Her eyes widened as her brain suddenly caught up with what was going on and what the consequences might be. Displaying such a power would most certainly make the case against Lars being a gem much, much harder to prove.
In this tense moment, Connie made her move.
Years of training paid off in an instant as she stepped to the side and grabbed his spear shaft in both hands, immediately dealing a swift kick to his abdomen. This sent him reeling backward. She yanked the weapon out of his hands as he fell.
A cry of alarm rose from a few of the others - two of them dashed to help the beaten guy as Connie rounded upon the others who also had a weapon trained on her friend. They all recoiled, surprised and unable to understand why someone they were trying to help would do this.
Lars had been watching all this with his jaw hanging open. He was even more surprised to see the entire crowd of people stand down from this ridiculously capable young woman.
“I told you to leave him alone!” Connie hissed through her teeth with an annoyed edge to her voice, holding her new spear at the ready.
The woman who had spoken earlier nodded briefly at her fellows, and they all took a step back.
“We tried to help you,” she said simply as they receded. “Remember that, when you never see your home or your people again.”
Not a one of them turned their back on the two as they departed, disappearing into the dense forest from which they emerged.
At last, the silence of the forest re-established itself but Connie and Lars stayed, unmoving, waiting and watching for a long moment afterward.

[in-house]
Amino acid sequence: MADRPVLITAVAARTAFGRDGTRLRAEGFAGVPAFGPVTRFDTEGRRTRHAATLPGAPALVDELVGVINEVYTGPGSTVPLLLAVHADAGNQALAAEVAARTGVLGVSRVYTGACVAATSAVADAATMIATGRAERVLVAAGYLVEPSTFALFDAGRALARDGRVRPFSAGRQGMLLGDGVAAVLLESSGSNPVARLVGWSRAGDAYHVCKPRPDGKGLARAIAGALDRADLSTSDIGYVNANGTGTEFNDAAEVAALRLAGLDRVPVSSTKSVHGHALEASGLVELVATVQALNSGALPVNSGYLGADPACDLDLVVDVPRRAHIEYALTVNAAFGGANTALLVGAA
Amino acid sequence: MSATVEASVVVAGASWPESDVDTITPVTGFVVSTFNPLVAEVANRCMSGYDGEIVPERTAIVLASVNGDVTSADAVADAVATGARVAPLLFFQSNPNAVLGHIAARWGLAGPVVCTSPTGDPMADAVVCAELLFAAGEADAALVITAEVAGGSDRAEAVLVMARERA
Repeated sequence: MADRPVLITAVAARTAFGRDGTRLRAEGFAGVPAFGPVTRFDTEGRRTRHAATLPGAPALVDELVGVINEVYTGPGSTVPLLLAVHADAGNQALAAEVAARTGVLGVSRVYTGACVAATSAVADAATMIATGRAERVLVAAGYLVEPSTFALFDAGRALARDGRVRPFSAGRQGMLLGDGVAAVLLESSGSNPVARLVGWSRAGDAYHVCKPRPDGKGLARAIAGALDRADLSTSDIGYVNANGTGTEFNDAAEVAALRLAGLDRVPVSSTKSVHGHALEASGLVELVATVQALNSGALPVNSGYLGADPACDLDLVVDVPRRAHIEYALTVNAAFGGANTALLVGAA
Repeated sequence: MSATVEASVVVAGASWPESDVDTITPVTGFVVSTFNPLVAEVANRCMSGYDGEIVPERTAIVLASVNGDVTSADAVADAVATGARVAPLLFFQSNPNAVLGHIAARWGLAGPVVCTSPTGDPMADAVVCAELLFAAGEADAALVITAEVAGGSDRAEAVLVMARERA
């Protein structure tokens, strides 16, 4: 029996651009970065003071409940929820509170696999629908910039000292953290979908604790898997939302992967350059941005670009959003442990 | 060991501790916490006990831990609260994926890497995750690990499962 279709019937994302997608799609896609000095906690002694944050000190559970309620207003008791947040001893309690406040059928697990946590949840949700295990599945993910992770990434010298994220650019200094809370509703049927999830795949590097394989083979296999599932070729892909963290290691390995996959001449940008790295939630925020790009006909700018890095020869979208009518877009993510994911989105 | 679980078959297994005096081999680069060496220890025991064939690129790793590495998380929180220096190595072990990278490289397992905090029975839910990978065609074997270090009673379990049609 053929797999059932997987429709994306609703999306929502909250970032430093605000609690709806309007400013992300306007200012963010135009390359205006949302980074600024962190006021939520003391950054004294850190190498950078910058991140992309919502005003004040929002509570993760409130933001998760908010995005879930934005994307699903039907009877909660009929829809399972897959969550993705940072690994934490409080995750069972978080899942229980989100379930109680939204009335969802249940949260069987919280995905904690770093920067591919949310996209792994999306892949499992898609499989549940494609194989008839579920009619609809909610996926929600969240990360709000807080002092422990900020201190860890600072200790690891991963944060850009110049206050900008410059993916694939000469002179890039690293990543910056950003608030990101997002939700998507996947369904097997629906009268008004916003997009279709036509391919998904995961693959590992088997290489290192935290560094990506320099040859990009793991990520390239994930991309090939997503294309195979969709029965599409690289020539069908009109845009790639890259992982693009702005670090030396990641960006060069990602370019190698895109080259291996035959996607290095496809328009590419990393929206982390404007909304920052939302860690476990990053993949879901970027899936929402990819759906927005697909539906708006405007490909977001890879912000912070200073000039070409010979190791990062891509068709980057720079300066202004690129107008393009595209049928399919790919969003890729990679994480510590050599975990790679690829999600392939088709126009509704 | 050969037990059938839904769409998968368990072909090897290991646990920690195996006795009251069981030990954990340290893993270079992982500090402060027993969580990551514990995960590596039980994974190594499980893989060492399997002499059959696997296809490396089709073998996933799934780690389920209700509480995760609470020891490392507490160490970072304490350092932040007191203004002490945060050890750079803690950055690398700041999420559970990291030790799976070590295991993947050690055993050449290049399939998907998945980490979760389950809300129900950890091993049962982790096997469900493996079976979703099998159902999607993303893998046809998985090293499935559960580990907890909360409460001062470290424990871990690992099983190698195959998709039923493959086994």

When it finally seemed like they were truly gone, Lars groaned loudly, exhaling deeply as he collapsed onto his back out of relief. But Connie gripped the spear handle tightly as she continued scanning the foliage around her. She wanted to ensure they were really alone, but couldn’t convince herself of it.
“Connie - thank you,” he said, his voice approaching a relieved sob.
“Stop it,” came her no-nonsense rebuttal in lowered tones. “I am not going to let some strangers just kill you, Lars.”
She held a finger up to dissuade him from making noise again. She wanted to be absolutely certain...
Finally, Connie pried her eyes away from the bushes and trees and looked down at him. “Listen. If you’re getting up, just stay close to me. They might still try to quote-unquote poof you.”
“Yeah, okay,” he said miserably as he picked himself up to do just that.
Social graces cast aside, feeling the need to act quickly, she plunged her face into the river and downed all she could. Seconds later, they jumped into a portal.
They portalled to various spots around the Delmarva area and beyond, limited of course only to the places where Lars himself had previously been (unless he could visibly see the location he wanted to go), but what they saw was enough to reinforce their anxiety.
What they should have seen were towns, cities, highways. A motel parking lot, a stadium up in Jersey he’d been to for a Sadie Killer concert - but there was no sign of human habitation anywhere they went. Like the case back in Beach City, it was as if it had all been replaced or taken over by untamed wilderness. At one point they thought they could see smoke rising up above the canopy into the sky, as if from a bonfire or a chimney.